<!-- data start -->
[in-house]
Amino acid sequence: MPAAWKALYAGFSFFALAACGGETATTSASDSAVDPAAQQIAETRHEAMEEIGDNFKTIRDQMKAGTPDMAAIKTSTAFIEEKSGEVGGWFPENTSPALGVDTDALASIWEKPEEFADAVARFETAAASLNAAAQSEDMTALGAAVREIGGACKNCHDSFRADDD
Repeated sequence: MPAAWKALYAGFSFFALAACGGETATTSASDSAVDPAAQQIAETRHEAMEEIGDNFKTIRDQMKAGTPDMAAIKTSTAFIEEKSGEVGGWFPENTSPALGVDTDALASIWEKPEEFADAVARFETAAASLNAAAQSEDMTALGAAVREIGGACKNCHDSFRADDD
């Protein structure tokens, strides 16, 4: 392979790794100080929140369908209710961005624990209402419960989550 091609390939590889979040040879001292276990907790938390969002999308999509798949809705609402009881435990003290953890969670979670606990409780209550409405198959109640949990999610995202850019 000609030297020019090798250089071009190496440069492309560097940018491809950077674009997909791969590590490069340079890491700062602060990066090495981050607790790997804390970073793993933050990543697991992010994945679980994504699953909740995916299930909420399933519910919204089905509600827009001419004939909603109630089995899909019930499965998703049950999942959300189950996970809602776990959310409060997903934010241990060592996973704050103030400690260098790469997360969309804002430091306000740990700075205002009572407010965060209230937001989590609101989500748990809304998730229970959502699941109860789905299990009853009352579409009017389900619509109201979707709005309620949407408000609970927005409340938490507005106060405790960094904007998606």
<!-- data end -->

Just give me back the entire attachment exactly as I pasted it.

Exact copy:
[in-house]
Amino acid sequence: MPAAWKALYAGFSFFALAACGGETATTSASDSAVDPAAQQIAETRHEAMEEIGDNFKTIRDQMKAGTPDMAAIKTSTAFIEEKSGEVGGWFPENTSPALGVDTDALASIWEKPEEFADAVARFETAAASLNAAAQSEDMTALGAAVREIGGACKNCHDSFRADDD
Repeated sequence: MPAAWKALYAGFSFFALAACGGETATTSASDSAVDPAAQQIAETRHEAMEEIGDNFKTIRDQMKAGTPDMAAIKTSTAFIEEKSGEVGGWFPENTSPALGVDTDALASIWEKPEEFADAVARFETAAASLNAAAQSEDMTALGAAVREIGGACKNCHDSFRADDD
């Protein structure tokens, strides 16, 4: 392979790794100080929140369908209710961005624990209402419960989550 091609390939590889979040040879001292276990907790938390969002999308999509798949809705609402009881435990003290953890969670979670606990409780209550409405198959109640949990999610995202850019 000609030297020019090798250089071009190496440069492309560097940018491809950077674009997909791969590590490069340079890491700062602060990066090495981050607790790997804390970073793993933050990543697991992010994945679980994504699953909740995916299930909420399933519910919204089905509600827009001419004939909603109630089995899909019930499965998703049950999942959300189950996970809602776990959310409060997903934010241990060592996973704050103030400690260098790469997360969309804002430091306000740990700075205002009572407010965060209230937001989590609101989500748990809304998730229970959502699941109860789905299990009853009352579409009017389900619509109201979707709005309620949407408000609970927005409340938490507005106060405790960094904007998606």